Seeing Dee

I see her still, and will
so long as I have seeing eyes alive
to the hills we walked,
with those beloved dogs.
So many, many lovely days;
so many, many trackless ways.
The hills are winter muted now,
their lovely colours sombre
as if in respect or tribute
to she who, leaving me alone,
embarked on that adventure
that all that lives well knows,
each harder, emptier year that goes.

I see her still, and will
so long as I have seeing eyes alive
to the stony, bouldery shores
or riverside woods
where we would each day
in all weathers find a seat
to eat our picnic lunch
often in silence, content
to watch the play of light,
oft-times the drift of rain or snow
on hill or moving water, smile at
the play of otters, divers, others,
listening to the crying of the gulls.

I see her still, and will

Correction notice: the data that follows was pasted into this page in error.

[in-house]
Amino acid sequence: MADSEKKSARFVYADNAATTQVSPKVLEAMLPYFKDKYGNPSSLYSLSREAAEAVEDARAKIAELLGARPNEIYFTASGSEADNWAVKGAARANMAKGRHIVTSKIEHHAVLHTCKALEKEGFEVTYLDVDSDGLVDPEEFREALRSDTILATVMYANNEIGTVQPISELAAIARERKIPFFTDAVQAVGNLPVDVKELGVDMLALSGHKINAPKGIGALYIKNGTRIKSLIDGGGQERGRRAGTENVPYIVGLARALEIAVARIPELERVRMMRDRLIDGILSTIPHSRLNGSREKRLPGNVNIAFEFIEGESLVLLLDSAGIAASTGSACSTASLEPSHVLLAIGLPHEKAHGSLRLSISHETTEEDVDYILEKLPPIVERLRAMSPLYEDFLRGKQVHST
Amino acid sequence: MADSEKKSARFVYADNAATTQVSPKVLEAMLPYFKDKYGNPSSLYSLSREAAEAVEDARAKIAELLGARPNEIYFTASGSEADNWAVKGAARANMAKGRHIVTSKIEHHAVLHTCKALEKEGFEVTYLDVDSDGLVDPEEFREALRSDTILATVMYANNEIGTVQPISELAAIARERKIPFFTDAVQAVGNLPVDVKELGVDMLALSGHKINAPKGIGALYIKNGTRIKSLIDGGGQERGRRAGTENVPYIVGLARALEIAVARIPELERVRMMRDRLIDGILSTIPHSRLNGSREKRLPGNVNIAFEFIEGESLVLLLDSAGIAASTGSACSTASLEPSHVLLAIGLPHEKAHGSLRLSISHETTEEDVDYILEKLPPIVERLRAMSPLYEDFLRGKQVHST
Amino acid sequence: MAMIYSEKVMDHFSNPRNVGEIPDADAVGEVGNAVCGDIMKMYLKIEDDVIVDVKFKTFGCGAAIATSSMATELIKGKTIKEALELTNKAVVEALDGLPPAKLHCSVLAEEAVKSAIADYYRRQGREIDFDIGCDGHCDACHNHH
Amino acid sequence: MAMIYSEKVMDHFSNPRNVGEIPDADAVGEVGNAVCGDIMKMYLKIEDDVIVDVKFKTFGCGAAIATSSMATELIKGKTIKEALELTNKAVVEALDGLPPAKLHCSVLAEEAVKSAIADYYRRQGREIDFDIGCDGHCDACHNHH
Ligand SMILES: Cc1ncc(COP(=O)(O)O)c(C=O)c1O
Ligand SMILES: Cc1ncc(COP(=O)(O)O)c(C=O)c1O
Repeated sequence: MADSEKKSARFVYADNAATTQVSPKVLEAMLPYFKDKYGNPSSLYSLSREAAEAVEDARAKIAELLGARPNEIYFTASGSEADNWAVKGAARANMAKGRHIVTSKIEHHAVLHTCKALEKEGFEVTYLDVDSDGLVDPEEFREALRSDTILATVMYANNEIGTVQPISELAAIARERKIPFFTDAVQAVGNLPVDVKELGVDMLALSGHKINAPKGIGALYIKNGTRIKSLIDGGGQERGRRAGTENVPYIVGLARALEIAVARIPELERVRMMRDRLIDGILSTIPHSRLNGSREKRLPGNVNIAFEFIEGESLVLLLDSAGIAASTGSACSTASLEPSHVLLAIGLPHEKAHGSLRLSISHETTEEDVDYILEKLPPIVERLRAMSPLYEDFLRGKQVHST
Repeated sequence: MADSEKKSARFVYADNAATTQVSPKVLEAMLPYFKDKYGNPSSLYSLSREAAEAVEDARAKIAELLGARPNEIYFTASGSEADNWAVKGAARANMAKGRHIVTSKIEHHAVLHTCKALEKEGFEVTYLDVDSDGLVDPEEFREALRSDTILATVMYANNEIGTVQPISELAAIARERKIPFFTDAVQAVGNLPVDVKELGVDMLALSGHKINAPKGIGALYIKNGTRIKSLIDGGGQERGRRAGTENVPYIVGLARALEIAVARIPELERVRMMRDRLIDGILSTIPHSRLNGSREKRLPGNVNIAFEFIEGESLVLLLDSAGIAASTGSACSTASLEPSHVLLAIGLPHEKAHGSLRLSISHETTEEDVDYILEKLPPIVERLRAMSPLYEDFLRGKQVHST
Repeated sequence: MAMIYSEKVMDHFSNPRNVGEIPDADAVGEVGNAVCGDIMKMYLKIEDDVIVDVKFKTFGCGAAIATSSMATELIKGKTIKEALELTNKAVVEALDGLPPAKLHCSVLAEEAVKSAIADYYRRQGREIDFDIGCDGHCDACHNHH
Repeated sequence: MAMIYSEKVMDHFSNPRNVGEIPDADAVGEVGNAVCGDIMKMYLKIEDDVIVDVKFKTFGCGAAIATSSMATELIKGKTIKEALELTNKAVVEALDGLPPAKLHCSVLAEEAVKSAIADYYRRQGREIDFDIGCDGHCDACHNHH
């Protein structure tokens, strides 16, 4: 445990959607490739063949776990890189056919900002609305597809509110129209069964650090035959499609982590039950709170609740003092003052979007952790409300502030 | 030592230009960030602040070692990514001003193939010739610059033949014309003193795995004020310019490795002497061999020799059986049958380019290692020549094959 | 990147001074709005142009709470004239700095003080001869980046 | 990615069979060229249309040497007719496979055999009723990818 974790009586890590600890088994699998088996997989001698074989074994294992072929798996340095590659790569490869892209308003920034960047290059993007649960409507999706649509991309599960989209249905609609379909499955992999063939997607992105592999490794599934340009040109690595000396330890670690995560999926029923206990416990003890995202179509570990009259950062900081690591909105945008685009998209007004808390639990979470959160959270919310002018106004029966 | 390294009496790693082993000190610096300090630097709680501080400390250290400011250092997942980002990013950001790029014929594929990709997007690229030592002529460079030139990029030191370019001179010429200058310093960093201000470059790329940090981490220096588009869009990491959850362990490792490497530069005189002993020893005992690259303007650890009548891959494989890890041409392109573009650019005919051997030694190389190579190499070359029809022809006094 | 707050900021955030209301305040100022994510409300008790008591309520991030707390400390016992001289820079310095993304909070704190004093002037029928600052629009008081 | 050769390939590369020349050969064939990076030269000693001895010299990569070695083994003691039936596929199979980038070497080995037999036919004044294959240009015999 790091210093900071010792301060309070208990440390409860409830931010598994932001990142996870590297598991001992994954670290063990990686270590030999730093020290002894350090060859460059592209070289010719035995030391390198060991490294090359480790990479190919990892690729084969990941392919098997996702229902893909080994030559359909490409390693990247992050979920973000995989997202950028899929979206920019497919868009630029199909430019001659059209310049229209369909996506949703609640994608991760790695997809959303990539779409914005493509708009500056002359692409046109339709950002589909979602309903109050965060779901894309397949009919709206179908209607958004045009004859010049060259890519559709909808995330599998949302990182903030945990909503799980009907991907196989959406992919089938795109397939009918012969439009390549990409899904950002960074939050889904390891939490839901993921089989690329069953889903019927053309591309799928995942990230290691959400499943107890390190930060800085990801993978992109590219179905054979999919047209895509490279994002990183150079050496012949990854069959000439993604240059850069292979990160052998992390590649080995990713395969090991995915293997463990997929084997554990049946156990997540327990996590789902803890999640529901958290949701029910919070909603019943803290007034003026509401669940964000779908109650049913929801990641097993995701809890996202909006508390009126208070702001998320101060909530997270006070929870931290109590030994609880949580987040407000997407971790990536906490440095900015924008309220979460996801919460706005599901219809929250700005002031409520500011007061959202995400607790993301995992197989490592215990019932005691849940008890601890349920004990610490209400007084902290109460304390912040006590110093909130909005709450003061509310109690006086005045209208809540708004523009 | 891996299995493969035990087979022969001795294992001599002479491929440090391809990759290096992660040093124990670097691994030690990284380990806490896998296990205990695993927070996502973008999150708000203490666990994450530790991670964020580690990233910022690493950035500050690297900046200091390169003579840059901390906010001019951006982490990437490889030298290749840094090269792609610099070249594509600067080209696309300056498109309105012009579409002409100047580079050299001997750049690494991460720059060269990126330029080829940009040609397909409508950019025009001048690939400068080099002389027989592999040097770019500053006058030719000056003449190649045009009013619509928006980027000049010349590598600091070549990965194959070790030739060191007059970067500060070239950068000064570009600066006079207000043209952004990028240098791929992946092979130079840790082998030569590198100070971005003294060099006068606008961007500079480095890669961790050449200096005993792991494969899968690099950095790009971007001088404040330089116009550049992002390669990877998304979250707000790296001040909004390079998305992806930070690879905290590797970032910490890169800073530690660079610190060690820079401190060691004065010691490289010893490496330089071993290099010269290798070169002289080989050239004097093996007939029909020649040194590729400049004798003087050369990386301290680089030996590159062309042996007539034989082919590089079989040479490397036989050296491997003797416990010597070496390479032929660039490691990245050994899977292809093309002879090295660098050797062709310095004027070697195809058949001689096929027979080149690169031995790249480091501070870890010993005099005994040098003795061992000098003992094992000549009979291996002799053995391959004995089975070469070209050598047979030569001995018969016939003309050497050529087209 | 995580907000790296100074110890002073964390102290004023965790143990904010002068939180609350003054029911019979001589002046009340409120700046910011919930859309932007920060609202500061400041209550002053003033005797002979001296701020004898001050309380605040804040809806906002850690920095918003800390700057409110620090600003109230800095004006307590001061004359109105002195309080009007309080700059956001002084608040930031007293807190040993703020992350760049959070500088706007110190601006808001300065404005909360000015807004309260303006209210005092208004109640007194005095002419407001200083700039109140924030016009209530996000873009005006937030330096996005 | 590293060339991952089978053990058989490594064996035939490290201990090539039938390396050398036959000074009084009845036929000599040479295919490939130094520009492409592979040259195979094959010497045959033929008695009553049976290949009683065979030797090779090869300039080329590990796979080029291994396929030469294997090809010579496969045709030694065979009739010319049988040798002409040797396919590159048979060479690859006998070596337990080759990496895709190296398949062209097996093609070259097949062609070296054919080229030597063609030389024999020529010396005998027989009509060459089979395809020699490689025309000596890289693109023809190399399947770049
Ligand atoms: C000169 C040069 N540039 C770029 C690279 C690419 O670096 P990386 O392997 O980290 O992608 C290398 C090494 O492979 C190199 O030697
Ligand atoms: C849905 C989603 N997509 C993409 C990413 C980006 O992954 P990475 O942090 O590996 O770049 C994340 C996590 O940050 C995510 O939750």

so long as I have seeing eyes alive
to the crystal seas of Wester-Ross
cold, clear, summertime blue,
‘remote’, where she would
take off her clothes and, breathless,
slip nymph-like in to swim,
framed by deep, dark-waving weeds,
laughing at me, at the cold;
or for the simple joy of it,
lithe mermaid in a perfect zone,
the zone, forever gone
that had become our own. 

December 2013 was a blur. I recall attending as many of the parties as I could, especially Ian and Jean's, trying very hard not to be the spectre at the feast. At Adrian and Katie's invitation I had my Christmas Day lunch with a group of friends at the Aultbea Hotel. Everywhere I went Delia was there also.One of the last things she said to me was; change nothing for a year after I die and then change whatever makes sense with your new life. I'll get back to that before the end of this autobio. (Next and ultimate episode). Suffice to say right now, almost two years later, that I still have no wish to change anything.